But it’s important to note that just because they perform differently, there is no difference in expected returns.

Data from January 1970 to December 2018, courtesy of Dimensional Fund Advisors

Now, from the data above it may seem contradictory to state that there is no difference in expected returns between US and international stocks. But the key thing to notice here is the standard deviations for the two indices – they’re relatively large numbers, which means that the returns tend to vary widely from year to year. In fact, they vary so much that here is no reliable statistical difference between the average annual returns.

What this means is that it’s possible that the difference is purely random “noise”. We have over forty-five years of data, and we can’t reliably say that either the US or international stocks tend to outperform the other.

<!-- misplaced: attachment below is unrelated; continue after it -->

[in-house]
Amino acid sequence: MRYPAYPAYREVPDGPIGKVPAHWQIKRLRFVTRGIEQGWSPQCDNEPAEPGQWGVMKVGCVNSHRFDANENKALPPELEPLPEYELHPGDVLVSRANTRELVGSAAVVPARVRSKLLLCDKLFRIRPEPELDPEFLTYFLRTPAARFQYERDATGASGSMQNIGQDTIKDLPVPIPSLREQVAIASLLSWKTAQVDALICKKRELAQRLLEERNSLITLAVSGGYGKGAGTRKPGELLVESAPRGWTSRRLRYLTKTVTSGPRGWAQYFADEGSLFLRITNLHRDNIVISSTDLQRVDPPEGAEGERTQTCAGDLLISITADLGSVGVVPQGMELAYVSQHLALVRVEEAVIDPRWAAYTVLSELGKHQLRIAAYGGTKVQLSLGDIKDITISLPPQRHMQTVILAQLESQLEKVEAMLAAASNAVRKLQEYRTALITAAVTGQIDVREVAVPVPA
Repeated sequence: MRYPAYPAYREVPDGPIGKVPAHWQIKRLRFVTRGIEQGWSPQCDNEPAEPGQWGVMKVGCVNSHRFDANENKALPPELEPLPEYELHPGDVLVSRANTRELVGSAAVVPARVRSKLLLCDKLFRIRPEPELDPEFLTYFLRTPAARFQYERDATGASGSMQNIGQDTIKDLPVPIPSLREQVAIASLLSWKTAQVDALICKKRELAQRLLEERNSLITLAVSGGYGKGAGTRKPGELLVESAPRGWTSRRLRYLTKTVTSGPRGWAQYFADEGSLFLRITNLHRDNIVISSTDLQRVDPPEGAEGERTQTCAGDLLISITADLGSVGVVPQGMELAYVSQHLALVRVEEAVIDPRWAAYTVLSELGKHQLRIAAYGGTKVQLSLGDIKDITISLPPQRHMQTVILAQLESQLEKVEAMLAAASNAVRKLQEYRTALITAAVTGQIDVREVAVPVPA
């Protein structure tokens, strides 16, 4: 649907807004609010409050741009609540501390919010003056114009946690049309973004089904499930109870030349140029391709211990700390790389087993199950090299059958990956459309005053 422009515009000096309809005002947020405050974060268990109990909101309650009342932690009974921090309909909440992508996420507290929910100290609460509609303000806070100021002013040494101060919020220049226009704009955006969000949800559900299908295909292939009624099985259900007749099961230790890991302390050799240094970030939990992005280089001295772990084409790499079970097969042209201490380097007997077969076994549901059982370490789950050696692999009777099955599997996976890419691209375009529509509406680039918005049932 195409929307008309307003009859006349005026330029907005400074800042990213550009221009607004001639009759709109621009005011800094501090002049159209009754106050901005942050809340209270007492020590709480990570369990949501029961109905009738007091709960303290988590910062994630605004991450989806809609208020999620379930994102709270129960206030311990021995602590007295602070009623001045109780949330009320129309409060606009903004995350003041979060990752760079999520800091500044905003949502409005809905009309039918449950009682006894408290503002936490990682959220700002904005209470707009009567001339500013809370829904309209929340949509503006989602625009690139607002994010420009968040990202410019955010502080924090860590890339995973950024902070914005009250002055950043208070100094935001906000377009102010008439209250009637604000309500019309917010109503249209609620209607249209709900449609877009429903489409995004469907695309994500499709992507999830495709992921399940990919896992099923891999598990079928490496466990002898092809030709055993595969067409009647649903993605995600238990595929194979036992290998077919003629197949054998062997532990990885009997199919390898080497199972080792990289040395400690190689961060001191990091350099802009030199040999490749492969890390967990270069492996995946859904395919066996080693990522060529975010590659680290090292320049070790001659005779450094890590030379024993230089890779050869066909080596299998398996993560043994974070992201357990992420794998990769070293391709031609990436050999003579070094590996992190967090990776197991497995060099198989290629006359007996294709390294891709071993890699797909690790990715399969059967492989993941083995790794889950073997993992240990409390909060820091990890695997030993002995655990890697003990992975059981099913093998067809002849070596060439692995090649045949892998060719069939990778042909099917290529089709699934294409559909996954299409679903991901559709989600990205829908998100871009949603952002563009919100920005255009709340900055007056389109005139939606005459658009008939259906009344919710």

We can also see this if we simply look at how often international stocks outperform US stocks, and vice versa.

Monthly data from 1/70-12/18, annual data from 01/70-12/18, courtesy of Dimensional Fund Advisors

So, the two are pretty evenly split. If we were to select a random month, quarter, or year, it’s just as likely that international stocks did better in that period than US stocks.

It’s basically a coin flip whether US stocks will beat international stocks or international stocks will beat US stocks.

Let’s think about coin flips for a moment. Everyone knows that you’re equally likely to get heads or tails, and each flip is independent. If you got heads last time, that doesn’t mean anything for the next flip – you still have a 50% chance of getting either heads or tails.